Another feature the game deserves to be recognized for is its art style. I already mentioned the beautiful looking cut-scenes, that are on par with many of the best cartoons out there in terms of quality, but Mark of the Ninja carries that art style throughout the course of the game. Everything looks hand drawn and is cell shaded, from the characters to the environments to the weapons and effects; the game looks stunningly beautiful. You view changes depending if you are standing in light or darkness, rooms are obscured if the door is closed and light up when you press yourself against is, as if you are peeking through the keyhole (also thanks to your heightened senses and madness-inducing tattoo). It really is a beautiful game to play through and one of the most visually impressive games I have seen this generation.
The animation is also fantastic; characters smoothly transition from one animation to the next, they react realistically when they are against a surface, and they shake and stumble when they are frightened. The kill animations are bloody and look just as great, the only downside being that they tend to get repetitive early due to the lack of different kill animations. However, there were some definite issues with the overall control scheme.
At the beginning, controls aren’t an issue, but as the game progresses and requires you to pull off more complex and accurate moves and jumps, they get a bit in the way. Most of the time, if, say, I wanted to hit a switch and quickly jump on a ledge before I would be spotted I would either miss the jump or hit another object in the way which caused me to interact with that. Only after several tries did I get that right. Another example is when I wanted to do a small jump so I could land behind an enemy and assassinate him, I would more often than not jump a much longer distance and awkwardly find myself face to face with the man I was trying to creep up on. Other than these minor issues with the controls in these circumstances, the rest of the time I had no issue and the controls were accurate and reliable, and compared to Klei’s previous game, Shank, the controls move like a dream.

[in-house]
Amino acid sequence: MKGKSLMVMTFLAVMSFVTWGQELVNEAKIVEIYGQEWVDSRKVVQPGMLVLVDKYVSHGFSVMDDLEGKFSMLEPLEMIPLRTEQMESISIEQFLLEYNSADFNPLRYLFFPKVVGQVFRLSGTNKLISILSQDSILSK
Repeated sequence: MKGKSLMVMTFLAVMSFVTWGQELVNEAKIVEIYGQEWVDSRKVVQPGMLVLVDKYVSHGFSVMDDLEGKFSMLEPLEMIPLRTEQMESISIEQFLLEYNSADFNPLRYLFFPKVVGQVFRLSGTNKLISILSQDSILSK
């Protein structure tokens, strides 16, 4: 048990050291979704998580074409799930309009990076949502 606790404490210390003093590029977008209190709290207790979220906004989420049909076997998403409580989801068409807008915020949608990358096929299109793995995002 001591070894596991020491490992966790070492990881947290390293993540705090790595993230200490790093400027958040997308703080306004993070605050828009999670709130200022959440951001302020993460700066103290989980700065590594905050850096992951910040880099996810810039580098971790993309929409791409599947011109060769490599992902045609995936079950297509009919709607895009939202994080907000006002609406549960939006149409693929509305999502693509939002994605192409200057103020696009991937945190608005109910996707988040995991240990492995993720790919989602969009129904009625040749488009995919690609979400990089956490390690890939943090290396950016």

Once you beat the game, which takes about eight hours, you unlock “new game plus” which allows you to replay the game whilst keeping all your upgrades you purchased, but enemies are harder and smarter, you don’t see circles around objects when they make noise (a lifesaver if you are trying to pop a light bulb without being detected!) and you can’t see very well behind you. Other than that, you will have reasons to go back to the game, you can try to improve your score or beat a friend’s score in a level, you can try using different loadouts which only became available late in the game right off the bad, and you can try out the different outfits which modify the way your character plays. In addition to all this, you’ll want to go back to see how the game would have ended differently had you made a different choice… but that’s all I’ll say on that!
Mark of the Ninja stands out due to its exceptional art style and simple, yet flexible gameplay. It’s truly one of the most notable releases on the XBLA store in a long time and stands at the top in terms of quality and attention to detail. It truly is a game which will leave a mark.
Mark of the Ninja is available on XBLA through this link http://bit.ly/xboxninja for 1200 MS.
Editor’s Note: Front Towards Gamer received a review copy of the game from Klei Entertainment.